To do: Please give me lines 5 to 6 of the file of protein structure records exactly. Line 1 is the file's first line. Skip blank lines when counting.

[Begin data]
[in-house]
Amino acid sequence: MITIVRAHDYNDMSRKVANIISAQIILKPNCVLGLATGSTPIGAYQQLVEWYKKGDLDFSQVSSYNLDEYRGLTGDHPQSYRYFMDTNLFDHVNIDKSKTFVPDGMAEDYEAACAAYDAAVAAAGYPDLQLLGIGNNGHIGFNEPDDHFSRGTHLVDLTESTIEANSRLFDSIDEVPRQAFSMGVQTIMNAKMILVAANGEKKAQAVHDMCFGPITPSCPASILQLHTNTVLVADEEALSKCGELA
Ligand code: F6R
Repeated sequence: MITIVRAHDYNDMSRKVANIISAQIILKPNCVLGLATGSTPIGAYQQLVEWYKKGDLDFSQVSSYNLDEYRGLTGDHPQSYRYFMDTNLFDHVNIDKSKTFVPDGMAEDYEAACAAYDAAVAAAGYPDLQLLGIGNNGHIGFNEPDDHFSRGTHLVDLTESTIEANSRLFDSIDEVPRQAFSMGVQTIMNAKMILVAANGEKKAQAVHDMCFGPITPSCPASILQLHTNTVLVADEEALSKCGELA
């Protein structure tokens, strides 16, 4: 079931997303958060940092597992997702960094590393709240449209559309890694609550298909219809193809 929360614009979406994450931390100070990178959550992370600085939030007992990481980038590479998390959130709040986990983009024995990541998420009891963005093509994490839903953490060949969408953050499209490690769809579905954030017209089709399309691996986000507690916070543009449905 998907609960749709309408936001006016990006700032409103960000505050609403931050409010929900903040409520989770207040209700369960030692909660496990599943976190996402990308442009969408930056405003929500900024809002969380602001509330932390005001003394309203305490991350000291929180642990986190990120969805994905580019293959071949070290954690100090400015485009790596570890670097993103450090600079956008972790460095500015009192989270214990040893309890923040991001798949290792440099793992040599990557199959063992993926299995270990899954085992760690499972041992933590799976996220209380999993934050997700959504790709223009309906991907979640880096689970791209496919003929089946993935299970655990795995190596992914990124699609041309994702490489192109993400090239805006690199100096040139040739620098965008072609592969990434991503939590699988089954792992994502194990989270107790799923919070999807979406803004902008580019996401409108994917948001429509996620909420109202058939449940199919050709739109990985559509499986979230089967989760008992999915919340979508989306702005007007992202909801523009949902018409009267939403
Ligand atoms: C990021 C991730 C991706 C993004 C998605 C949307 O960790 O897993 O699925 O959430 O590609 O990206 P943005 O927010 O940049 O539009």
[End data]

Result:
């Protein structure tokens, strides 16, 4: 079931997303958060940092597992997702960094590393709240449209559309890694609550298909219809193809 929360614009979406994450931390100070990178959550992370600085939030007992990481980038590479998390959130709040986990983009024995990541998420009891963005093509994490839903953490060949969408953050499209490690769809579905954030017209089709399309691996986000507690916070543009449905 998907609960749709309408936001006016990006700032409103960000505050609403931050409010929900903040409520989770207040209700369960030692909660496990599943976190996402990308442009969408930056405003929500900024809002969380602001509330932390005001003394309203305490991350000291929180642990986190990120969805994905580019293959071949070290954690100090400015485009790596570890670097993103450090600079956008972790460095500015009192989270214990040893309890923040991001798949290792440099793992040599990557199959063992993926299995270990899954085992760690499972041992933590799976996220209380999993934050997700959504790709223009309906991907979640880096689970791209496919003929089946993935299970655990795995190596992914990124699609041309994702490489192109993400090239805006690199100096040139040739620098965008072609592969990434991503939590699988089954792992994502194990989270107790799923919070999807979406803004902008580019996401409108994917948001429509996620909420109202058939449940199919050709739109990985559509499986979230089967989760008992999915919340979508989306702005007007992202909801523009949902018409009267939403
Ligand atoms: C990021 C991730 C991706 C993004 C998605 C949307 O960790 O897993 O699925 O959430 O590609 O990206 P943005 O927010 O940049 O539009």